What Are Best Practices in Values Clarification?

In order to choose the values clarification methods that would work best in your client experience, its important that you first understand the various types of values that are relevant to uncover and what obstacles you might face that make this process difficult.  Once you have this foundational information, it will be easier to evaluate which combination of methods would be ideal for you and how you might best facilitate this important discovery process for your clients.

No two values clarification methods are alike, each focusing on uncovering certain types of values. In this article, I will discuss the pros and cons of several different frameworks. My hope is that you, the financial professional or educator, will identify a combination of methods to use with your client that will create an engaging and enjoyable experience while also bringing clarity to a wide array of core values.

List of Core Values Exercise

The first method we will analyze is the simple but very widely used “List of Core Values.”  This exercise is typically presented as a long list of single words representing common values on a sheet of paper or as a deck of cards with one value listed on each card.  The instructions are to first circle or select a certain number of the values that the individual feels are highest priority to them personally. Next, they are instructed to whittle the total number of selected values down to only a few they feel are the most important. These selected few represent the individual’s “core values”.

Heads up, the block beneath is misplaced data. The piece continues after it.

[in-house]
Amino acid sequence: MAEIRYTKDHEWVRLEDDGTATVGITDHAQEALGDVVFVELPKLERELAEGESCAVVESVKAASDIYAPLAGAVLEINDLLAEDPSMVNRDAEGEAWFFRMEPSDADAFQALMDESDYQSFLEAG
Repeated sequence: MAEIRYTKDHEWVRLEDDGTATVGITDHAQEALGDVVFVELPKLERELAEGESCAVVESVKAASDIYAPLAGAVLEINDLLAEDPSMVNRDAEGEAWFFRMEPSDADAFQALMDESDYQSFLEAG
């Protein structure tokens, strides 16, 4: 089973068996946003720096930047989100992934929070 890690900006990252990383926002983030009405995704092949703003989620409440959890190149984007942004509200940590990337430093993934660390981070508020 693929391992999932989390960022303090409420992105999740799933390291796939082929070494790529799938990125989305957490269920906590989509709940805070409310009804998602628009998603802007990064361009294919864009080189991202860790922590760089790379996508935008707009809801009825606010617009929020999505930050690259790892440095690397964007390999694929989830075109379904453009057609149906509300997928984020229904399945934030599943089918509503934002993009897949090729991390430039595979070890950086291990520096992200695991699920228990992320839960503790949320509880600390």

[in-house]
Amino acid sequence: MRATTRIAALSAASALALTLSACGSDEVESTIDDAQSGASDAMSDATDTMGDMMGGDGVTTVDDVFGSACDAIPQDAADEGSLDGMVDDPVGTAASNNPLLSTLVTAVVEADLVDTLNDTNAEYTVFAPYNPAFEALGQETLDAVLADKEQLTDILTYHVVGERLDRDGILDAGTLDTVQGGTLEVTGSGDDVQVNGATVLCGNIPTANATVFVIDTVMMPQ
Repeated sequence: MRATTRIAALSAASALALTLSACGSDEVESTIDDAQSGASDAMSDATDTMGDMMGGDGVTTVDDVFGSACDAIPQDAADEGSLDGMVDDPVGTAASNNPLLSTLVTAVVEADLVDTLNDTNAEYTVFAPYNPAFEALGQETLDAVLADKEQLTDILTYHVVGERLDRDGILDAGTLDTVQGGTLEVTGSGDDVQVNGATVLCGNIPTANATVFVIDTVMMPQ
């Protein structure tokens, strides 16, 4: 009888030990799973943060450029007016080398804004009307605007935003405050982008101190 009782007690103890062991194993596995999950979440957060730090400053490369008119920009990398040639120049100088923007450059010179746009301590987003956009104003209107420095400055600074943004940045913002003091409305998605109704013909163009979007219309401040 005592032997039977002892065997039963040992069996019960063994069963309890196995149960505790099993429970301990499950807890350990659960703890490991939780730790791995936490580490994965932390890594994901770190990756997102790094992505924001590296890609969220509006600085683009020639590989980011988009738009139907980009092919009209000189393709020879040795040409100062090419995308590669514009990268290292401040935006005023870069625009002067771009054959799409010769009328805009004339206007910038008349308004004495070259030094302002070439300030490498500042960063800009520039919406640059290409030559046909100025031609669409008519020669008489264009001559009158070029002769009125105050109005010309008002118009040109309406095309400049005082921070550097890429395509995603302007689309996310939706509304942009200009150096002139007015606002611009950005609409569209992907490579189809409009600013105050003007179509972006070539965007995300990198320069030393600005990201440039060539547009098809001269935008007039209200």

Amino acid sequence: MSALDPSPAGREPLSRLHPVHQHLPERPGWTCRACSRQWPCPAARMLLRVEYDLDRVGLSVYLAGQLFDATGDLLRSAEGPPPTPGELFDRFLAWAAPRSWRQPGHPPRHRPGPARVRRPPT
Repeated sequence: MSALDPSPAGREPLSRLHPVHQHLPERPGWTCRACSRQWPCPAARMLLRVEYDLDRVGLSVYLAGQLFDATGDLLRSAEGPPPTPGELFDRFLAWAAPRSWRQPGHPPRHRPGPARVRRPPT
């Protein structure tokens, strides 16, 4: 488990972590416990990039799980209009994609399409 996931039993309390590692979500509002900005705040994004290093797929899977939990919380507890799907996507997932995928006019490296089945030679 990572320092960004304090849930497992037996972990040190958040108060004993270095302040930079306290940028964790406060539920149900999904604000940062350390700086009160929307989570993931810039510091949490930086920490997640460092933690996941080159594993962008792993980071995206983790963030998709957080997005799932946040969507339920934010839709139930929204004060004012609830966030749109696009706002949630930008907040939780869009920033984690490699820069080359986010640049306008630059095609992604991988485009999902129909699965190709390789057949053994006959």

I believe this method has been the biggest “go-to” method for values clarification because it’s quick, easy, and requires little to no in-depth thinking or discussion to get to the results. All the values that are believed to be relevant are provided, and the participant typically makes selections based on gut feelings. However, despite the fact that this method has been used in countless studies and has been proven to be a useful tool in therapy, coaching, education, and a variety of work environments, it also comes with its limitations.

In addition to enforcing a maximum number of core values, this exercise is also limited in the types of values it presents as relevant. You will commonly see values that I would categorize as  “principles and standards,” “what you hold most dear,” and “intangible things that motivate.” However, what you’re not likely to find are values that would fit under the “issues and causes” category, the “personal preferences” category, or the “tangible activities, people, places, and things” category.  Frankly, without understanding things that are important to them in those final three categories, how well would you know that individual? (See my full list of values categories and examples)